Amy Esplund, M.A. in speech-language pathology, Class of 2015
For many students, determining a future career isn’t always easy and the path to deciding on a major can be difficult.
“It was a long, convoluted road,” Amy Esplund, a Eudora graduate student, said of her experience in choosing a major.
As an undergraduate, Esplund considered degrees in four areas: genetics, English, linguistics and speech-language-hearing. Eventually, she decided on a triple major in the latter areas as an undergraduate, then decided to pursue an advanced degree in speech-language-hearing. Esplund says she found her passion through “trial and error.” She took a variety of classes in a myriad of subjects until, after enrolling in a communication disorders class, she realized her true calling.
“I said to myself, ‘Yes, this is it. This is what I was looking for’,” Esplund said.
Now, Esplund is graduating with a M.A. in speech-language pathology. While she found her fit in speech-language-hearing, Esplund believes her broad liberal
arts and sciences education will play a significant role in her future success.
“I never thought that my English degree would come in handy. Then I did my field study at Lawrence High School and we had one classroom working on haikus, another group was working on parts of speech,” Esplund said.
The specific knowledge she gained from her English courses helped her better prepare and mentor high school students for success. Esplund said the writing skills she garnered through the English department were also crucial during her master’s program and will serve her well in her future career. She said the ability to write well and communicate effectively was expected from students in her program. Additionally, Esplund said her degree in linguistics was a unique supplement to her speech-language-hearing experience.
“Linguistics is an interesting perspective because the theory is so different. Linguistics and speech-language-hearing are such related fields but at the same time there’s a completely different theory backing both of them,” Esplund said. “So it gives me a broader perspective on what language is, how it works and how it develops.”
Her desire for a broad education and a variety of experiences continued throughout her career as a master’s student. Esplund had the opportunity to research the genetic, neurological syndrome Fragile X, complete assessments at the Schiefelbusch clinic, volunteer at the summer Communication Camp, complete field study at Lawrence High School, and collaborate with the KU Medical Center’s Center for Child Health and Development (CCHD) on ruling out autism diagnosis in pediatric patients.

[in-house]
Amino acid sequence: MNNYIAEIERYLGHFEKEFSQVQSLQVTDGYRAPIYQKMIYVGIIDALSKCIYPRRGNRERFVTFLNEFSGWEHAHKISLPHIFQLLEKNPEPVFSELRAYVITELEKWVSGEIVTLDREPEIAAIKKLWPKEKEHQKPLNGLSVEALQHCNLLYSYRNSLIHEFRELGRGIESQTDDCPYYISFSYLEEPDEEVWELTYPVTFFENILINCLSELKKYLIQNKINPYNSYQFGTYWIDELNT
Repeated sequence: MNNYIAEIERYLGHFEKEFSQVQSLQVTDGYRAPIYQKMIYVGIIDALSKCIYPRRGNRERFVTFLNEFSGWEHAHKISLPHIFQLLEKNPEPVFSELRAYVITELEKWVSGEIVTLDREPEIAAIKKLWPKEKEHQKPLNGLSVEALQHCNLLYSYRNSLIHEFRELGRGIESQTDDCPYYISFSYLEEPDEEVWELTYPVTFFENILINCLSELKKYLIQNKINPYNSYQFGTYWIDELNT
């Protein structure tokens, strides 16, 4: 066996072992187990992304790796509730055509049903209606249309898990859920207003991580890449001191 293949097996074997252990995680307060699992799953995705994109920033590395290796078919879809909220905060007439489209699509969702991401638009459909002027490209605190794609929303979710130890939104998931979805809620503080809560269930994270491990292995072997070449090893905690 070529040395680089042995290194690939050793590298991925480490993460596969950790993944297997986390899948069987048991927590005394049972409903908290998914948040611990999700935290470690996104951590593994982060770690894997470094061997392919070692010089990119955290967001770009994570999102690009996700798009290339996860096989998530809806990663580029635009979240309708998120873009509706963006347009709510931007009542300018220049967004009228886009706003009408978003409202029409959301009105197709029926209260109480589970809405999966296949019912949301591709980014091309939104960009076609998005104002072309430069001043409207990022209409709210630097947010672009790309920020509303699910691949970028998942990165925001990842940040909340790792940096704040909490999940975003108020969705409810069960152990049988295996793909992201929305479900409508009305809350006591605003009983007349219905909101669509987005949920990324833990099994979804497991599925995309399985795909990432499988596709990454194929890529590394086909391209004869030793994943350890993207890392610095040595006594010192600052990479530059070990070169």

Beyond her extensive academic experience, Esplund’s personal experiences have influenced her outlook, professional approach and future career. After
graduation, Esplund has accepted a position working with the deaf community in an outreach, advocacy and knowledge-sharing role. Esplund’s brother, who has an autism diagnosis, has helped her better understand his community and the struggles people with disabilities face in our society.
“He’s shaped my mentality a lot. It changes my mentality about advocacy and really trying to shape how our society treats people with disabilities,” Esplund said. “In the autism community there’s been a focus on viewing the diagnosis as, not necessarily a disability, just a different way of thinking and perceiving your world. And with deaf culture they have this really strong culture that goes around their language that’s just amazing. It’s about understanding that people want to define themselves.”
While her initial path was relatively uncharted, Esplund leaves the university with a specific career map and a greater sense of self. In allowing herself the opportunity to expand beyond initial ideas and broaden her horizons Esplund found her passion and she encourages other students to do the same.
“Explore every avenue that you’re interested in; you never know what’s going to spark your interest,” Esplund said. “It took me four different departments to find it. Don’t be afraid to come in without a clear idea.”